Tag Archives: Birthday cakes

Being three meets Being Brunel: a birthday day out

Being Brunel“We’re going to a pirate ship!” Not strictly true but the idea definitely captured D’s imagination on his third birthday, as we set off for a day out at the nearby SS Great Britain. He might have been looking forward to cutlasses and treasure chests; my husband and I were looking forward to seeing the new Being Brunel permanent display.

Our trip started with a stop at the M Shed, after a friend’s tip off that an open air steam train is running up and down the dock during certain weekends. We took the first return trip of the day and D thought it was magical, and didn’t even cry at the loud noises, even though the whistle was just near us. You can disembark outside the SS Great Britain directly but our journey was non-stop. We also decided to come back to the M Shed another time because the displays and cafe there were brilliant.

Despite it being a drizzly day, there was plenty of colour as we walked along the dockside, with the bright rainbow shades of the houses in the distance and then the multi-coloured flags blowing in the wind on board the SS Great Britain, which raised the excitement levels. The ship really is magnificent, even from a distance.

SS Great Britain

This was my husband’s first time on board so we took some time to look around the edge of the dock and the museum. The attention to detail is brilliant – from the old fashioned posters outside to the tour guide who prepares you to step back in time as you enter the area. Then we headed to Being Brunel, the permanent exhibition new this year.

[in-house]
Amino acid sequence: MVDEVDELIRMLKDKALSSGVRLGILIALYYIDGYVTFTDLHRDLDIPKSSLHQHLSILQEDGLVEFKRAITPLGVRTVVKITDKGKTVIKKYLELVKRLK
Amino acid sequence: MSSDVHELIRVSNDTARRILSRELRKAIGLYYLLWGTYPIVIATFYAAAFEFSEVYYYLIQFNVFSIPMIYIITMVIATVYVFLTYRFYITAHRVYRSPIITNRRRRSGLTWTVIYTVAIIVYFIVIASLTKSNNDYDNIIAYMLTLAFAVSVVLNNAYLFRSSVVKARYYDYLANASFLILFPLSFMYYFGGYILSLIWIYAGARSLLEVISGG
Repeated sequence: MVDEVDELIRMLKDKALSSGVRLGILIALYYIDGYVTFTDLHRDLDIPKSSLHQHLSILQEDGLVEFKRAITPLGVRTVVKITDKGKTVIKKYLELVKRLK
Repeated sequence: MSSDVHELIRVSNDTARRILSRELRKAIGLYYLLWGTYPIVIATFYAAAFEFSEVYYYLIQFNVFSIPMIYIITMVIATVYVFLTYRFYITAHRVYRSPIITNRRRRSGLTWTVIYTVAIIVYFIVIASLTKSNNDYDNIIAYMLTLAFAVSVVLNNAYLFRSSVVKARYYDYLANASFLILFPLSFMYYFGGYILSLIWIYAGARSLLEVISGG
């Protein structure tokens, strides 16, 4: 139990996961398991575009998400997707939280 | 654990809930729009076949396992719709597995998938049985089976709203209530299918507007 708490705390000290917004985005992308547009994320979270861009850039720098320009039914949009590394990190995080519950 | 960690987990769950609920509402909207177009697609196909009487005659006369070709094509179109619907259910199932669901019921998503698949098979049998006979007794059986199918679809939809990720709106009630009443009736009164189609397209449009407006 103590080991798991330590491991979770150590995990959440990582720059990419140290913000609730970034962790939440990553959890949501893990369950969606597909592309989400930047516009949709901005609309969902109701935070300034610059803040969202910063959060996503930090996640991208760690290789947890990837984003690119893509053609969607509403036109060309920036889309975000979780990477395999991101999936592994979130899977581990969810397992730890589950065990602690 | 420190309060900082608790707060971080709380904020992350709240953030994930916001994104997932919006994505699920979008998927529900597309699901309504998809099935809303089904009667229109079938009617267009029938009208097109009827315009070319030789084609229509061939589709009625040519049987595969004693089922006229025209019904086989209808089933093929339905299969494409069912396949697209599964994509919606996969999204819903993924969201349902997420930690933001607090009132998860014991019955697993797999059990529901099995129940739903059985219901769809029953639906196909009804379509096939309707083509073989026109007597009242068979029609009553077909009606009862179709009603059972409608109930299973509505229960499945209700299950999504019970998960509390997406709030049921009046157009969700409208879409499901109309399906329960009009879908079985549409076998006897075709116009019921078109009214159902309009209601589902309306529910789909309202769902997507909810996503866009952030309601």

Isambard Kingdom Brunel and his majestic designs were a regular feature of my up-bringing, as he designed the Tamar Bridge which took us from Cornwall into deepest, darkest Devon; the first London landmark we reached, Paddington Station, and the most famous structure in my university city of Bristol – Clifton Suspension Bridge.

I’m pleased to say that Scrip knows a lot about him as well, having studied Brunel at school, so she was equally interested to hear more about his life. Once again, the attention to detail is good: you can pause on entry to have a photo taken wearing one of a range of replica trademark top hats – which my father later told us was chosen by Brunel to add to his height.

The first stop is a copy of his dining room, beautifully embellished and with some digital portraits that come to life and tell his story. Through the second door the children liked the moving train carriage, which bumped along when they climbed aboard, and the gigantic 3D Brunel face on the wall, which rises two stories high. As always when looking around museums with children you only tend to get a glimpse of displays before being made to move on, but there was a lot in there to look at.

Being Brunel